Chapter

The Wealth Structure of Britain in 1809–39, 1860–1, and 1906

William D. Rubinstein

in Men, Women, and Money

Published in print April 2011 | ISBN: 9780199593767
Published online September 2011 | e-ISBN: 9780191728815 | DOI: http://dx.doi.org/10.1093/acprof:oso/9780199593767.003.0002
The Wealth Structure of Britain in 1809–39, 1860–1, and 1906

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This chapter explores the occupational composition and geographical venues of the very wealthy in Britain between 1809 and 1906. It provides biographical information about individuals who left probated wealth of at least £100,000 in three periods: 1809–39, 1860–1, and in 1906. In terms of occupations, the commercial and financial sector accounted for the largest number of very wealthy individuals, although over the period the proportion of those from administrative and professional backgrounds declined whilst those from the manufacturing and industrial sectors increased. London remained the geographical focus of these wealth holders, although in the late Victorian and Edwardian periods, elites from provincial centres became more common. By the start of the twentieth century, it appeared that the possession of money rivalled the ownership of land as a measure of social status.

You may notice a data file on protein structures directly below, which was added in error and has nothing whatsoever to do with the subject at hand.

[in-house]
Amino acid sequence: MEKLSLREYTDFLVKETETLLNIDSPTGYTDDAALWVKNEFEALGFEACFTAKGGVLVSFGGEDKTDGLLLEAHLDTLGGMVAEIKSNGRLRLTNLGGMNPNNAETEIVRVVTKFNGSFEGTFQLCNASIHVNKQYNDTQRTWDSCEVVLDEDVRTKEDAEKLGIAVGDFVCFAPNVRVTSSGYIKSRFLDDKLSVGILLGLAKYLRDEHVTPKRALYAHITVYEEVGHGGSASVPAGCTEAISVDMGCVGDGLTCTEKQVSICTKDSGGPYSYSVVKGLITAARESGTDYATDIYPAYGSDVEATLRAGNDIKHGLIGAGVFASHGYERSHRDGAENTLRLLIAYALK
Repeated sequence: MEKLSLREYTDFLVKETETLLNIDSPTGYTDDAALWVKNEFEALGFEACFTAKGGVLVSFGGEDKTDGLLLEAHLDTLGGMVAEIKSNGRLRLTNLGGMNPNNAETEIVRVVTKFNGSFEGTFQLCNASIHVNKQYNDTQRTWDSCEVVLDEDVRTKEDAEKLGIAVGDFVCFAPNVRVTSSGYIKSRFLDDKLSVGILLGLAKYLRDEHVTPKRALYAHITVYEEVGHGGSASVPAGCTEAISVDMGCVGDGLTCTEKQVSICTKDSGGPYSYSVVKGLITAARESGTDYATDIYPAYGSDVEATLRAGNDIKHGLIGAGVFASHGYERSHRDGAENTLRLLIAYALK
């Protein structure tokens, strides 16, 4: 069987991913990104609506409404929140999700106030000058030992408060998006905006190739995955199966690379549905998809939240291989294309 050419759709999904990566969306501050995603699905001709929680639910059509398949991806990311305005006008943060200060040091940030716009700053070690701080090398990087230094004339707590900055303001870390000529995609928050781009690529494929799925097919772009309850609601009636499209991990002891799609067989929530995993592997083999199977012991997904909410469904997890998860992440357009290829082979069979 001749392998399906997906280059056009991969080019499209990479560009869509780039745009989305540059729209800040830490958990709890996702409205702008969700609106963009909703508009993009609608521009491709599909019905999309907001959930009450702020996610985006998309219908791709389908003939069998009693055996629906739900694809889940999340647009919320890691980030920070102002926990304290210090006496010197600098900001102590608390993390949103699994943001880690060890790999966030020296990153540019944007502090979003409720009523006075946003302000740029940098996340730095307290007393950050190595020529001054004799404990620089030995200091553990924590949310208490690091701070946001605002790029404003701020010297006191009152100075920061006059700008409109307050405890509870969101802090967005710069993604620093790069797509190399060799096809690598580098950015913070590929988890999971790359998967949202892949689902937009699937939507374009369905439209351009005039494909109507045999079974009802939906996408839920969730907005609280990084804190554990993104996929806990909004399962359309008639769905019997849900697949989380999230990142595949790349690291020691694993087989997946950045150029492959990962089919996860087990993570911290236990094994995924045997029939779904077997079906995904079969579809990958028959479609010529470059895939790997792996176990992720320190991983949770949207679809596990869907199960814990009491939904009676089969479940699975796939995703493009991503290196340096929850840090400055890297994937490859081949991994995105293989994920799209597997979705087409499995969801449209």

Keywords: wealth-holding; probate valuation; millionaires; London; Britain; occupational classification; gender; geographical distribution; landownership; nineteenth century; twentieth century

Chapter.  8634 words. 

Subjects: Business History

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